It seems like ages ago when the coronavirus first started spreading and institutions like schools started implementing remote-learning policies. According to the United States Census Bureau, “nearly 93% of people in households with school-age children reported their children engaged in some form of ‘distance learning’ from home” during the COVID-19 pandemic. Ever since the spring of 2020, things have been, well, different at home.
If you’ve put off remodeling your home to adjust, it’s better to do it late than never. Here are some tips to help you out.
1. Think About the Environment
You can’t just set aside a corner of a room and expect children to be able to focus on school-related activities and homework. The environment needs to be right as well to help avoid distractions. Wherever you’re creating a home learning environment, make sure there isn’t a lot of noise or traffic. You might want to keep tabs on what your child is doing, but try to avoid rooms like the bedroom or dining room for distance learning.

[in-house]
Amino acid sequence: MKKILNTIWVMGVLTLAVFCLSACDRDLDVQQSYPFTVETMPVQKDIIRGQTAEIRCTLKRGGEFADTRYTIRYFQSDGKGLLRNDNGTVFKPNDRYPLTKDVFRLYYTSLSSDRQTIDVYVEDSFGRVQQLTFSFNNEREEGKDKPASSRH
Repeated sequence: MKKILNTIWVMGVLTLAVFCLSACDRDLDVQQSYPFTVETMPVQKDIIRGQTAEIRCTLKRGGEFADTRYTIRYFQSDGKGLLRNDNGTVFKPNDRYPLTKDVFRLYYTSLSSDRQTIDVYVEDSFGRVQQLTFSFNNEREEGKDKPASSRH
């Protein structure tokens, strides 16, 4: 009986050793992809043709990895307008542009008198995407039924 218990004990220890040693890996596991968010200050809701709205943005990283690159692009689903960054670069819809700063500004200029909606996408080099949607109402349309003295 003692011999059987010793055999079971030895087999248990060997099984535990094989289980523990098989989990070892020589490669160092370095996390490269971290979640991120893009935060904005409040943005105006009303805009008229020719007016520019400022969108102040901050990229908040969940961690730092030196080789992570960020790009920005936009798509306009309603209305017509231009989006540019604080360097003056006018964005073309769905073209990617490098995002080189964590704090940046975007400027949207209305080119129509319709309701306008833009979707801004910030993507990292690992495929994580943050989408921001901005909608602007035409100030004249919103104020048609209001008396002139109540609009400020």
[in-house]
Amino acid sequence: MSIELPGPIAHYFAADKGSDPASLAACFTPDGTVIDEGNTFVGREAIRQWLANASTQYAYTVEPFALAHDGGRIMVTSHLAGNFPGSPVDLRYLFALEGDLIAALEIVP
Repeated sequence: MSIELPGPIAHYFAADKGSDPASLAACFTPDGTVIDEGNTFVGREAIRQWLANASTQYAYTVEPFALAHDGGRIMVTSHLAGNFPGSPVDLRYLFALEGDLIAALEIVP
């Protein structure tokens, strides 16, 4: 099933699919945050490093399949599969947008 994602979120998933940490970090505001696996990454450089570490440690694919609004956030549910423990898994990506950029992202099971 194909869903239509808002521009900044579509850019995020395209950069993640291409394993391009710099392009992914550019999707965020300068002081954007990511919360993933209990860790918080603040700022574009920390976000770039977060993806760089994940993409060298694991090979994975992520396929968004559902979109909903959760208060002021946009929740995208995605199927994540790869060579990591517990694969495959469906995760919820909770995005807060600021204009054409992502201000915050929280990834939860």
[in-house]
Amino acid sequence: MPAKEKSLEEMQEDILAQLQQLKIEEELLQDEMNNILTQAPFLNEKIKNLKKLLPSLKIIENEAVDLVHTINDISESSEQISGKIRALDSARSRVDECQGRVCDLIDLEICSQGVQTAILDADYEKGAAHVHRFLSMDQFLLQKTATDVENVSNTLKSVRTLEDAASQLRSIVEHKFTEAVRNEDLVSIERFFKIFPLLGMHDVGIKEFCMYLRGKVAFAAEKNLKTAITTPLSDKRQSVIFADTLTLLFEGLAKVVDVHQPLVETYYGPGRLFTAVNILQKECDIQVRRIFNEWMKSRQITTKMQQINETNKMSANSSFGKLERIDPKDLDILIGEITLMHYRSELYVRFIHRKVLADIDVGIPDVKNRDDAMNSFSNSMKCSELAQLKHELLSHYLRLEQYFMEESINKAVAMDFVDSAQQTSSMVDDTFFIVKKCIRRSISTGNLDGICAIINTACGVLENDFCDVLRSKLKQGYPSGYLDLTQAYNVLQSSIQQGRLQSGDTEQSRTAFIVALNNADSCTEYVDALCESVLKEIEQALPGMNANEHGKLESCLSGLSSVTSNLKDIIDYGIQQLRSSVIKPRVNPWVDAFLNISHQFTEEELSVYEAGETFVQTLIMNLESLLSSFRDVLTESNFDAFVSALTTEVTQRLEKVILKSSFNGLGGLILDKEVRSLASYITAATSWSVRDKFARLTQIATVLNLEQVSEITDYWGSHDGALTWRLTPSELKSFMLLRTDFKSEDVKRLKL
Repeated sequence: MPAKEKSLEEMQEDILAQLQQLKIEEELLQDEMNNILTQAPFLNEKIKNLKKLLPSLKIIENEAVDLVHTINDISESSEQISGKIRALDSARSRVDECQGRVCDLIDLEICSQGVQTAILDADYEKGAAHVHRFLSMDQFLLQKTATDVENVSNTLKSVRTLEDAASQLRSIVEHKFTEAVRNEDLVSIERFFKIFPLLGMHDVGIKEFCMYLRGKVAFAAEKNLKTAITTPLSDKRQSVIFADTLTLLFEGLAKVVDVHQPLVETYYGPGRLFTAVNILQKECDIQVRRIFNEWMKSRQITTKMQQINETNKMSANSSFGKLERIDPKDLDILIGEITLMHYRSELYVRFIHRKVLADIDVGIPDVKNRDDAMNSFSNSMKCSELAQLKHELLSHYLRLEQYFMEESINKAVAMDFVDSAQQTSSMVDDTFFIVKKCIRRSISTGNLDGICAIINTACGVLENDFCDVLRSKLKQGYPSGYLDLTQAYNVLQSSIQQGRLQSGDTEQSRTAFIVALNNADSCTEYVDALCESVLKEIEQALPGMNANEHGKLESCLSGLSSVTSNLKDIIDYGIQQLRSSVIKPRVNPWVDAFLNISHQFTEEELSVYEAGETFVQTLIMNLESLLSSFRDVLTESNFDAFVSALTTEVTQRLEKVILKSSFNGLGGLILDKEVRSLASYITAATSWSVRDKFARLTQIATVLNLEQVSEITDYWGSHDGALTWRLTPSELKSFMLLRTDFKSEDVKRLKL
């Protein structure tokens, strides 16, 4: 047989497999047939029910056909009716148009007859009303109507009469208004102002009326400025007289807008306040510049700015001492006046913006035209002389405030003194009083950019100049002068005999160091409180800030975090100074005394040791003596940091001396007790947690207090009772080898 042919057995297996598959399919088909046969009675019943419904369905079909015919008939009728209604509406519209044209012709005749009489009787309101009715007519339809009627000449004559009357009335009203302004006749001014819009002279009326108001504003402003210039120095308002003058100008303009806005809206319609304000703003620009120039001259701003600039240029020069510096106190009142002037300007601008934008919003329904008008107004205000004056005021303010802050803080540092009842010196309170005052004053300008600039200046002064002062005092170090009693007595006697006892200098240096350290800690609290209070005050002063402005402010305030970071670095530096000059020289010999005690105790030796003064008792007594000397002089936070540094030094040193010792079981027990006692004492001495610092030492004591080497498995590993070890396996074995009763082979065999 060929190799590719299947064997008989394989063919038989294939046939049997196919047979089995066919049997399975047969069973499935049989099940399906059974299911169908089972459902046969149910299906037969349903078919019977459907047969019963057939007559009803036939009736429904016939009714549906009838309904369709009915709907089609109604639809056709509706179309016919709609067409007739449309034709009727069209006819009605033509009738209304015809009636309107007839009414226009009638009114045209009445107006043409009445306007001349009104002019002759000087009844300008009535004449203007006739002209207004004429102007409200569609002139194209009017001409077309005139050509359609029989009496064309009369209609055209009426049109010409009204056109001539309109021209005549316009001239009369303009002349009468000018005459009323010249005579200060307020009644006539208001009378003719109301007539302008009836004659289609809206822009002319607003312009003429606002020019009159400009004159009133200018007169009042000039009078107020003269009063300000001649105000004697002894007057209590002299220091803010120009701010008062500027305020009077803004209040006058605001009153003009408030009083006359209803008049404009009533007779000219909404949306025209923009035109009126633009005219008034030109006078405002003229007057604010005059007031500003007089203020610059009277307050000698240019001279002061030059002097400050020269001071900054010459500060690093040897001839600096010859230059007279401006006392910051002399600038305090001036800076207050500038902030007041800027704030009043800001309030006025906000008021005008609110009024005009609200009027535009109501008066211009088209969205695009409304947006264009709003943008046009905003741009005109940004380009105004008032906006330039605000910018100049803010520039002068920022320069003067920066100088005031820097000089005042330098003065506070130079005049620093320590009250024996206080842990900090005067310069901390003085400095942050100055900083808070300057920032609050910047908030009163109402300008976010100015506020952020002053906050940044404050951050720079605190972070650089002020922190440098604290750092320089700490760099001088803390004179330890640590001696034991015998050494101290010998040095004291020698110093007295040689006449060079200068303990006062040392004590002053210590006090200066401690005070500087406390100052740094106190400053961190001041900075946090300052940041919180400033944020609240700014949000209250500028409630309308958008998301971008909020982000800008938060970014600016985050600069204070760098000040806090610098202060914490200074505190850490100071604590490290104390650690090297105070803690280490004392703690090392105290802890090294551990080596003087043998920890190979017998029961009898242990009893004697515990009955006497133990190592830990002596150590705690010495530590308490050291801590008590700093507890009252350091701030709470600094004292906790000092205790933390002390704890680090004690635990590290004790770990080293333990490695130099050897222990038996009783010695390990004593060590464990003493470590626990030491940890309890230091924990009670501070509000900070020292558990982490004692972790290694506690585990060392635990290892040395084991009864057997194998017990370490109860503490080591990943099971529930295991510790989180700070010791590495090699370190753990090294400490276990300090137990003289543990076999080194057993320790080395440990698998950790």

2. Prioritize Comfort
Your children need a comfortable environment to properly learn at home. That means ensuring his or her seat is comfortable, that there’s enough light to see books and papers, that there is a solid, flat surface for work and that the child has appropriate supplies.
Allow your kids to show off their creativity and add some personality to their home learning environment by helping them decorate their space. Perhaps they have a craft or piece of artwork they’ve recently completed? Hang it up somewhere in their at-home work environment.
4. Mix In the Real World
You don’t want everything your child is doing to be on a computer or tablet screen. It’s not good for long-term vision and it can be monotonous. Implement some real-world activities like physical workbooks, arts, crafts, games and outside time. If your home learning environment includes easy access to exterior doors, that’s a plus.
5. Don’t Forget About Food
A growing child needs a steady supply of snacks to maintain physical and mental energy. Make sure you plan your child’s meals throughout the day, just like you would if you packed a lunch box for them at an in-person school. If you can design the space to have a mini refrigerator or snack cubby, it’ll go over well with your child.
6. Declutter and Organize
Finally, make sure the space is free of distractions and anything that can (literally) get in the way. If you don’t have anywhere to put the items in the space you’re considering for home learning, consider renting a storage container to use during the school year to free up space for your child(s) learning environment. Or, rent one for the foreseeable future to clear up space so you can declutter and organize easier.
Need a portable storage container while you remodel your home? Contact SAM (Store & Move) today for a no-obligation quote.